Writer’s Workshop

In our classroom we will be involved in a modified Writer’s Workshop. Some students have done a form of Writer’s Workshop before, but just because they recognize the name – Writer’s Workshop – that doesn’t mean they have done it the same way we’ll be doing it. Since I’ve made up this version of Writer’s Workshop (which is a Lynch blending of workshops from a few experts in the writing field such as Ralph Fletcher, Barry Lane, and Lucy Calkins), I can guarantee you they’ve done nothing like it. This will allow students a lot of freedom in their writing choices, it will help them become better writers overall, but most importantly, it will hopefully let them enjoy writing no matter what their attitude about writing is coming in to fifth grade.

If all goes according to plan, sometime at the start of your child’s sixth grade year, he/she will be a published author. They will start working on this book in the spring of fifth grade. For the past three years my students have written a book that is published worldwide. My students have been featured in newspapers, radio shows, and television shows about their books, and they have held numerous book events in Connecticut.

The biggest misconception about writing in the entire education system is the belief that we as teachers must focus on one particular essay whether it be a narrative, expository, or persuasive essay.  The truth is, we have to do what we can to make each student a better writer. This is overly simplistic, but I really believe it – if you are a better writer, then you are a better writer. That means that when we do spend some time on a narrative essay, the better writing side will take over. What I ask is to share, share, share with your child what you can about how you use writing in your own lives. Obviously, you know best what to share and what not to share, but take advantage of the opportunity to help your child find writing that excites him or her. You may get a e-mail picture of a funny street sign from your friend in Idaho and if that sign is appropriate then share it. If it’s got words, it’s writing. You may receive an e-mail from Sir Lewis Pungar in London, telling you how you can claim the $3.1 million you inherited by being the long lost cousin of some Saudi prince. All you need to do is send him your social security number, your bank account number, your house keys, and your ATM pin codes and they will wire you the money tomorrow. (I get these all the time.) This is a great piece of writing to share and it comes with a bonus real-life lesson, too.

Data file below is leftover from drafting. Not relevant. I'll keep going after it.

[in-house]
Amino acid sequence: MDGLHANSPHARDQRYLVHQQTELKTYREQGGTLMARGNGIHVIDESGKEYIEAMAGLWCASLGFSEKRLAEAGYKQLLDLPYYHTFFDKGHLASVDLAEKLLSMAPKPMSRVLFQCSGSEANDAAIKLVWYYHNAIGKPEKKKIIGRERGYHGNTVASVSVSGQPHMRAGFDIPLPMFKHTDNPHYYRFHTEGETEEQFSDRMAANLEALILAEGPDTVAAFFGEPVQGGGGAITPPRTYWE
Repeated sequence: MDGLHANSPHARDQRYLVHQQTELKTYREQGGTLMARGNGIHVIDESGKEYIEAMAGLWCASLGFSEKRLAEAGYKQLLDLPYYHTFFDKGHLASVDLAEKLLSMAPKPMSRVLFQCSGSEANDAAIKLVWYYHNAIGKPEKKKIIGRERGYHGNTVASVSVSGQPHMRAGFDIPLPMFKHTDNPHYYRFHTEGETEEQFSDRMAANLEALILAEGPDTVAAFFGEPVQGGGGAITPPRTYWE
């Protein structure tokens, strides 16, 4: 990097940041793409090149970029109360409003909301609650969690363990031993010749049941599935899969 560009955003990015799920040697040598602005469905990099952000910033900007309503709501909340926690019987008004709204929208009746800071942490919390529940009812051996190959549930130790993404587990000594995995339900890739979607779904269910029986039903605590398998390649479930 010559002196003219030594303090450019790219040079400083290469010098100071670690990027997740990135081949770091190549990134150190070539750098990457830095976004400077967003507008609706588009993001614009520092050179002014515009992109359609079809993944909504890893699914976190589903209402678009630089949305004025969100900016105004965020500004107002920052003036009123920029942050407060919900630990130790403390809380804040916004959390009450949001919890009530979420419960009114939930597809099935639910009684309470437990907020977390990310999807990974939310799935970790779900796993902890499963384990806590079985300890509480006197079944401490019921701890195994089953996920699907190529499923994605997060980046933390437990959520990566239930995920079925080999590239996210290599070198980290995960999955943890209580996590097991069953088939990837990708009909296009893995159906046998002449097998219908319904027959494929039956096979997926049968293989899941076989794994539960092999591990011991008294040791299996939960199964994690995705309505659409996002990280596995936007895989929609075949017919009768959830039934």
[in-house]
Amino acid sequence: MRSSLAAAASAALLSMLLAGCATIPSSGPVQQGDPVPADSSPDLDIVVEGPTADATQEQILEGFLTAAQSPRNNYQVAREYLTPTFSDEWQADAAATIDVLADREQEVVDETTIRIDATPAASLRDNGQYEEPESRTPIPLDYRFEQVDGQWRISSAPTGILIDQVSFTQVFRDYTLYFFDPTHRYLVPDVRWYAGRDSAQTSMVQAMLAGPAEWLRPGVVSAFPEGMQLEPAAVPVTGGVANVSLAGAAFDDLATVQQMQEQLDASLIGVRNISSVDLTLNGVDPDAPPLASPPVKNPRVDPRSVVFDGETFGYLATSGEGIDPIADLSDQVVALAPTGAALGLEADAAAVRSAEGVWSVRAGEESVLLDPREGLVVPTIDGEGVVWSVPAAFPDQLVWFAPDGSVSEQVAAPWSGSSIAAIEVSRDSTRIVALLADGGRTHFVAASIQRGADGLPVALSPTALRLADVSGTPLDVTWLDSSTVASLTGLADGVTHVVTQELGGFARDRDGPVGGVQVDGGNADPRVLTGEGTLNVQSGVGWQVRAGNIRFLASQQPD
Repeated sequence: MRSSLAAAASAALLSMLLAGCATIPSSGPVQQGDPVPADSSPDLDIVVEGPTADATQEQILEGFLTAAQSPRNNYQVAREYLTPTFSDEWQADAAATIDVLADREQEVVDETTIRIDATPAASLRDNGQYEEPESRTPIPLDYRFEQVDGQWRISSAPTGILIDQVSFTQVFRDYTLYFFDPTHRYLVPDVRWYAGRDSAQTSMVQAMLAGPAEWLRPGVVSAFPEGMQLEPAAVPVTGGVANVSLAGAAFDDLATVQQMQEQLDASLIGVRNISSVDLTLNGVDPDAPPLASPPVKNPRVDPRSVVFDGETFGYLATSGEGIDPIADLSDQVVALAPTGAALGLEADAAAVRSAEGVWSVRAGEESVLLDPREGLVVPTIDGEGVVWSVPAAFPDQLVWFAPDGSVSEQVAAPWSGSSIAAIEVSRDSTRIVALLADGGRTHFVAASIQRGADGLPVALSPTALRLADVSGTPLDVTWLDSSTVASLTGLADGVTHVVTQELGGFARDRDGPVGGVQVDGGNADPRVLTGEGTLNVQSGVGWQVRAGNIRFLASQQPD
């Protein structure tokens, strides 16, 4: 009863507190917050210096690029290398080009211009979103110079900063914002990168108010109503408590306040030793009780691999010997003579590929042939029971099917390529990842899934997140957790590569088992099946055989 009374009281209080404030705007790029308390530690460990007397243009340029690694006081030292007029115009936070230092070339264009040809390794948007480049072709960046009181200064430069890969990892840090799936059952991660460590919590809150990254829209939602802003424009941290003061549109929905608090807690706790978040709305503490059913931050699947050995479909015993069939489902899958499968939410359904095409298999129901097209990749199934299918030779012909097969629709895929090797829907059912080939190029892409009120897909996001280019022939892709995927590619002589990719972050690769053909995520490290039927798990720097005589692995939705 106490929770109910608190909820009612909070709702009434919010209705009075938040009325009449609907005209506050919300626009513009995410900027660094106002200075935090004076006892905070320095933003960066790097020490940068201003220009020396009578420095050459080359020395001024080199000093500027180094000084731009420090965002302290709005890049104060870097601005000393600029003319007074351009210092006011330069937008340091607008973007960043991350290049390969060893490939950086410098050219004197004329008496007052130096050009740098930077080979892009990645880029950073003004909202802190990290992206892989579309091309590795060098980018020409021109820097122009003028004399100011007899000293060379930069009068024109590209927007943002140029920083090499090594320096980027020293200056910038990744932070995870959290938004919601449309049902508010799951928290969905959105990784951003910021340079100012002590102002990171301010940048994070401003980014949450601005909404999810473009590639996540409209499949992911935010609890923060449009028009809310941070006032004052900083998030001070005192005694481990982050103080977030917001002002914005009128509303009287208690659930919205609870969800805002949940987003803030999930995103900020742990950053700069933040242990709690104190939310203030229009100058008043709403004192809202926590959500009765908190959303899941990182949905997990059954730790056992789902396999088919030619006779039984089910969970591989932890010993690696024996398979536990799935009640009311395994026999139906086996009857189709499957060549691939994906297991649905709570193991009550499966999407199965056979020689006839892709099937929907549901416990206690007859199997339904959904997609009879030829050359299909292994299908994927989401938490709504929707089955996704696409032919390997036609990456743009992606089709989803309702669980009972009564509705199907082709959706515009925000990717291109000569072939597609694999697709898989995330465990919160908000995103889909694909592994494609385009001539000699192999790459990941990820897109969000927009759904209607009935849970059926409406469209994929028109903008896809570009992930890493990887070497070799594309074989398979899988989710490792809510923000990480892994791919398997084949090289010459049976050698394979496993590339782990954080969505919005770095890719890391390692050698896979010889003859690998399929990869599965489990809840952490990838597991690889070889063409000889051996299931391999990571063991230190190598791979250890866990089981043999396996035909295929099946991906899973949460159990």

I also love when students bring in pieces of writing to share – writing they found online, in a newspaper, in a magazine, or somewhere else. It could be something funny, something cool, or something that means a great deal to them for any reason at all. We don’t all have to be polished grammaticians (I’m fairly certain I just made up that word), but if students could get hooked on even one aspect of writing it will make the entire experience that much more enjoyable. As always, if you have any questions or comments, please don’t hesitate to contact me.


We start every school day with Morning Work that includes five math questions and five grammar questions. Sometimes we correct these in class, sometimes we use them for an activity (like a writing activity), and sometimes I grade them. I almost always collect them and use them for data on what students need to work on individually as well as what we need to focus on as a class. I do whole class lessons that involve grammar, but I prefer to weave these lessons into some type of writing activity.

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